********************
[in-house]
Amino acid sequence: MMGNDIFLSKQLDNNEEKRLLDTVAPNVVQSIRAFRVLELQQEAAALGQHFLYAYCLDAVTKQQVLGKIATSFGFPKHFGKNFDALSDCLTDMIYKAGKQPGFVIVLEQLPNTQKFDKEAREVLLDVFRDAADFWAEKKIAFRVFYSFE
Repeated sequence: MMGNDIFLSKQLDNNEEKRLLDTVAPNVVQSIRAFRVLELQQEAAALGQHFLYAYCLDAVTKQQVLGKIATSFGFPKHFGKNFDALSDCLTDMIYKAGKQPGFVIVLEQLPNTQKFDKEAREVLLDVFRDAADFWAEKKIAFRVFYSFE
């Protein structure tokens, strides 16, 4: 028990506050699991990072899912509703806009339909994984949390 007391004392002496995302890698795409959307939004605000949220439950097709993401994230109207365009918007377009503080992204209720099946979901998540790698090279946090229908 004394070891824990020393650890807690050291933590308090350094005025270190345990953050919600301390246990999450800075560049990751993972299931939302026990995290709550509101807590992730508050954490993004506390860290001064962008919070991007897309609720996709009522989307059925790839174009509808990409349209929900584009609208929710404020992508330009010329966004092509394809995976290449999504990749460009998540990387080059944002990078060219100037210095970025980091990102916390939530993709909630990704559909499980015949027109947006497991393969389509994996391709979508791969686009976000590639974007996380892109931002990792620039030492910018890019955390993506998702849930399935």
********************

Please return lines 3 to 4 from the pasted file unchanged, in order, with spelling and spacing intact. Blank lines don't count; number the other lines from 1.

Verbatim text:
Repeated sequence: MMGNDIFLSKQLDNNEEKRLLDTVAPNVVQSIRAFRVLELQQEAAALGQHFLYAYCLDAVTKQQVLGKIATSFGFPKHFGKNFDALSDCLTDMIYKAGKQPGFVIVLEQLPNTQKFDKEAREVLLDVFRDAADFWAEKKIAFRVFYSFE
């Protein structure tokens, strides 16, 4: 028990506050699991990072899912509703806009339909994984949390 007391004392002496995302890698795409959307939004605000949220439950097709993401994230109207365009918007377009503080992204209720099946979901998540790698090279946090229908 004394070891824990020393650890807690050291933590308090350094005025270190345990953050919600301390246990999450800075560049990751993972299931939302026990995290709550509101807590992730508050954490993004506390860290001064962008919070991007897309609720996709009522989307059925790839174009509808990409349209929900584009609208929710404020992508330009010329966004092509394809995976290449999504990749460009998540990387080059944002990078060219100037210095970025980091990102916390939530993709909630990704559909499980015949027109947006497991393969389509994996391709979508791969686009976000590639974007996380892109931002990792620039030492910018890019955390993506998702849930399935």